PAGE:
Garden Abstract

- 1899-1932

The apple on its bough is her desire,—
Shining suspension, mimic of the sun.
The bough has caught her breath up, and her voice,
Dumbly articulate in the slant and rise
Of branch on branch above her, blurs her eyes.
She is prisoner of the tree and its green fingers.

And so she comes to dream herself the tree,
The wind possessing her, weaving her young veins,
Holding her to the sky and its quick blue,
Drowning the fever of her hands in sunlight.
She has no memory, nor fear, nor hope
Beyond the grass and shadows at her feet.
 

More by Hart Crane

Chaplinesque

We make our meek adjustments,
Contented with such random consolations
As the wind deposits
In slithered and too ample pockets.

For we can still love the world, who find
A famished kitten on the step, and know
Recesses for it from the fury of the street,
Or warm torn elbow coverts.

We will sidestep, and to the final smirk
Dally the doom of that inevitable thumb
That slowly chafes its puckered index toward us,
Facing the dull squint with what innocence
And what surprise!

And yet these fine collapses are not lies
More than the pirouettes of any pliant cane;
Our obsequies are, in a way, no enterprise.
We can evade you, and all else but the heart:
What blame to us if the heart live on.

The game enforces smirks; but we have seen
The moon in lonely alleys make
A grail of laughter of an empty ash can,
And through all sound of gaiety and quest
Have heard a kitten in the wilderness.

Voyages II

—And yet this great wink of eternity,
Of rimless floods, unfettered leewardings,
Samite sheeted and processioned where
Her undinal vast belly moonward bends,
Laughing the wrapt inflections of our love;

Take this Sea, whose diapason knells
On scrolls of silver snowy sentences,
The sceptred terror of whose sessions rends
As her demeanors motion well or ill,
All but the pieties of lovers' hands.

And onward, as bells off San Salvador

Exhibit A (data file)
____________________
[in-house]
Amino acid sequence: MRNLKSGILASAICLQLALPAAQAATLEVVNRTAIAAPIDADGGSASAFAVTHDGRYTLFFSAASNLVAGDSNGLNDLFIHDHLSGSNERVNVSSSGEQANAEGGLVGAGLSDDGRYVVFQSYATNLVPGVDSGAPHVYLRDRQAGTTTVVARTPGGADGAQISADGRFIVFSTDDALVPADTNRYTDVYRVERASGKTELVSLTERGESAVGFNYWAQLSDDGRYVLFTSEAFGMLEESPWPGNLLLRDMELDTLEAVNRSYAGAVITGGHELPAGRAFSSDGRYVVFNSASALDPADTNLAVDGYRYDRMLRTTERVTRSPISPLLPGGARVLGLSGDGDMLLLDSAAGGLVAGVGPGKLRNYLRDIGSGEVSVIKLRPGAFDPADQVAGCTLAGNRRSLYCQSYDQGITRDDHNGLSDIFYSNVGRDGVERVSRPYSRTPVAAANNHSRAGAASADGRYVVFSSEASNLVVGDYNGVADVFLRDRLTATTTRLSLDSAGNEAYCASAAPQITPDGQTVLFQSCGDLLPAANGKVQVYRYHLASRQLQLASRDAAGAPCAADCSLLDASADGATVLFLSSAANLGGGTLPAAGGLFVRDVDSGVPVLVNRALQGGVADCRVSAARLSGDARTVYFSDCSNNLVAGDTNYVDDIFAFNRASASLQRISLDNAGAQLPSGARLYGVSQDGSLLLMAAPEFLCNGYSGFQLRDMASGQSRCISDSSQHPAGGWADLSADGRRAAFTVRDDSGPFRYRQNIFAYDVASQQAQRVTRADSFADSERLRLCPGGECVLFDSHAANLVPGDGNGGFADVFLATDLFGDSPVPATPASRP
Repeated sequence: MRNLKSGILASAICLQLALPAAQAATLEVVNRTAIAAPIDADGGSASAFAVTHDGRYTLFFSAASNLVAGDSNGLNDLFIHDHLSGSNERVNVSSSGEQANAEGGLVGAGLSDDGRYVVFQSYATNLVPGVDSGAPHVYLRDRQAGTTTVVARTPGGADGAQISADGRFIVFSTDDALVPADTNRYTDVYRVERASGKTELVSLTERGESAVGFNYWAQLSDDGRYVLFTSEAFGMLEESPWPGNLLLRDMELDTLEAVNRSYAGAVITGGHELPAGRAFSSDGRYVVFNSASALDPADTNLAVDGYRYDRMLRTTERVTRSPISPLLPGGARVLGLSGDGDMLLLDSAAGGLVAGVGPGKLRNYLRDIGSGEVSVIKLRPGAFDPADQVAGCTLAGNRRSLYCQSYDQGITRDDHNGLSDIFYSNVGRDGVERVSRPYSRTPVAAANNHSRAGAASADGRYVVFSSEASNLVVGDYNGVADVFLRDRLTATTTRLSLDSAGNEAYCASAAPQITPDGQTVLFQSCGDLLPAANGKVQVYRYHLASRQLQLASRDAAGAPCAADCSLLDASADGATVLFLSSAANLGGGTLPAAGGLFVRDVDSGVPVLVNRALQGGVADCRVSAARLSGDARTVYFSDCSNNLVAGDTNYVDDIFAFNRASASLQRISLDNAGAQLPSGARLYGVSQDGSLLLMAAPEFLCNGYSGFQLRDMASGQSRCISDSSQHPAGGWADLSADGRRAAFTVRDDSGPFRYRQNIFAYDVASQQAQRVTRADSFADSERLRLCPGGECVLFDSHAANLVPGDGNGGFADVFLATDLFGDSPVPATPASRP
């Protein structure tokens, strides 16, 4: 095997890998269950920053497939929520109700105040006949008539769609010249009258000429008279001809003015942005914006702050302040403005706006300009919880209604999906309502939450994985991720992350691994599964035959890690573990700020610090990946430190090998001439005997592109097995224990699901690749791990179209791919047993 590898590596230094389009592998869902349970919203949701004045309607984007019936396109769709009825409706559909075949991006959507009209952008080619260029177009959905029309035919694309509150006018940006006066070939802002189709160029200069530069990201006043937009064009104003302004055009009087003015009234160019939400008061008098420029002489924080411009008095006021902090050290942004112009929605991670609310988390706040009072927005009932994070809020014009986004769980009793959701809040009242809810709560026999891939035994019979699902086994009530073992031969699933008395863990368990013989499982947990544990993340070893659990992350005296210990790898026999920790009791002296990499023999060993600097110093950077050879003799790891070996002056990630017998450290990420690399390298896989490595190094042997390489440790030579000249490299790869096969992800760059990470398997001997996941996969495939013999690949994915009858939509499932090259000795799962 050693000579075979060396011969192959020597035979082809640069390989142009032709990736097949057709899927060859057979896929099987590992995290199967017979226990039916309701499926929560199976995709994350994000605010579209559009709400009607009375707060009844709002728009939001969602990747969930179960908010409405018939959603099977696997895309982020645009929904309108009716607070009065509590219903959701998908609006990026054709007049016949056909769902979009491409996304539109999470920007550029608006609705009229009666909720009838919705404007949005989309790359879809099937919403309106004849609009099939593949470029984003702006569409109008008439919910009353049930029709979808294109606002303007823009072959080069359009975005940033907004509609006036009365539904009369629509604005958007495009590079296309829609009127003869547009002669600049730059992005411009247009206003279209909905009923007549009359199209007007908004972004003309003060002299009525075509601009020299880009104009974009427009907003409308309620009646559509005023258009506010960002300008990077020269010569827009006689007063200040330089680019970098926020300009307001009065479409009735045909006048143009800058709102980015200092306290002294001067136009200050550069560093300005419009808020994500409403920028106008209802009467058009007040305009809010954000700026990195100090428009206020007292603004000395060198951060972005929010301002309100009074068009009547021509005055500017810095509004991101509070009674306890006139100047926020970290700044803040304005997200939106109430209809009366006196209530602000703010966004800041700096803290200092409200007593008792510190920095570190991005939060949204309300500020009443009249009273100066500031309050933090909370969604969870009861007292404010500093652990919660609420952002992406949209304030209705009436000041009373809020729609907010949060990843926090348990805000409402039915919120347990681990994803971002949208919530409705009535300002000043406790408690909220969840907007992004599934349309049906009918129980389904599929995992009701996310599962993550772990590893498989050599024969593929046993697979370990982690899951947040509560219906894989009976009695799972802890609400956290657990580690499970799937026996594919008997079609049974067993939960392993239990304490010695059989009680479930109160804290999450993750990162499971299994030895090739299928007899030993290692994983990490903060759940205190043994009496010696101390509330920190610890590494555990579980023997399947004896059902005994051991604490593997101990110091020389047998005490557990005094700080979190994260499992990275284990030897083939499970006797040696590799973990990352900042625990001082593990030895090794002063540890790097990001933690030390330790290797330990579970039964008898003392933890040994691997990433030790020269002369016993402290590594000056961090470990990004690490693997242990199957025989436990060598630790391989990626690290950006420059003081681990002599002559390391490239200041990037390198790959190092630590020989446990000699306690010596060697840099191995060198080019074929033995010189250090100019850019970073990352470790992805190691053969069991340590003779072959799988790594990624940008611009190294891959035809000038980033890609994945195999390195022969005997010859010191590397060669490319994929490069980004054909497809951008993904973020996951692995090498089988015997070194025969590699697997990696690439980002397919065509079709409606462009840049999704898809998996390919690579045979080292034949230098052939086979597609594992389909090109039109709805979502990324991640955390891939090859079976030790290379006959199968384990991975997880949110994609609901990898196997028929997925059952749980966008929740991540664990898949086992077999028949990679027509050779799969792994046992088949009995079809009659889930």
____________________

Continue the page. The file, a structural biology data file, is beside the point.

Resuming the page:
Salute the crocus lustres of the stars,
In these poinsettia meadows of her tides,—
Adagios of islands, O my Prodigal,
Complete the dark confessions her veins spell.

Mark how her turning shoulders wind the hours,
And hasten while her penniless rich palms
Pass superscription of bent foam and wave,—
Hasten, while they are true,—sleep, death, desire,
Close round one instant in one floating flower.

Bind us in time, O Seasons clear, and awe.
O minstrel galleons of Carib fire,
Bequeath us to no earthly shore until
Is answered in the vortex of our grave
The seal's wide spindrift gaze toward paradise.

My Grandmother's Love Letters


There are no stars tonight 
But those of memory. 
Yet how much room for memory there is 
In the loose girdle of soft rain. 

There is even room enough 
For the letters of my mother’s mother, 
Elizabeth, 
That have been pressed so long 
Into a corner of the roof 
That they are brown and soft, 
And liable to melt as snow. 

Over the greatness of such space 
Steps must be gentle. 
It is all hung by an invisible white hair. 
It trembles as birch limbs webbing the air. 

And I ask myself: 

"Are your fingers long enough to play 
Old keys that are but echoes: 
Is the silence strong enough 
To carry back the music to its source 
And back to you again 
As though to her?"

Yet I would lead my grandmother by the hand 
Through much of what she would not understand; 
And so I stumble. And the rain continues on the roof 
With such a sound of gently pitying laughter.

Related Poems

Come My Cantilations

Come my cantilations,
Let us dump our hatreds into one bunch and be done with them,
Hot sun, clear water, fresh wind,
Let me be free of pavements,
Let me be free of the printers.
Let come beautiful people
Wearing raw silk of good colour,
Let come the graceful speakers,
Let come the ready of wit,
Let come the gay of manner, the insolent and the exulting.
We speak of burnished lakes,
And of dry air, as clear as metal.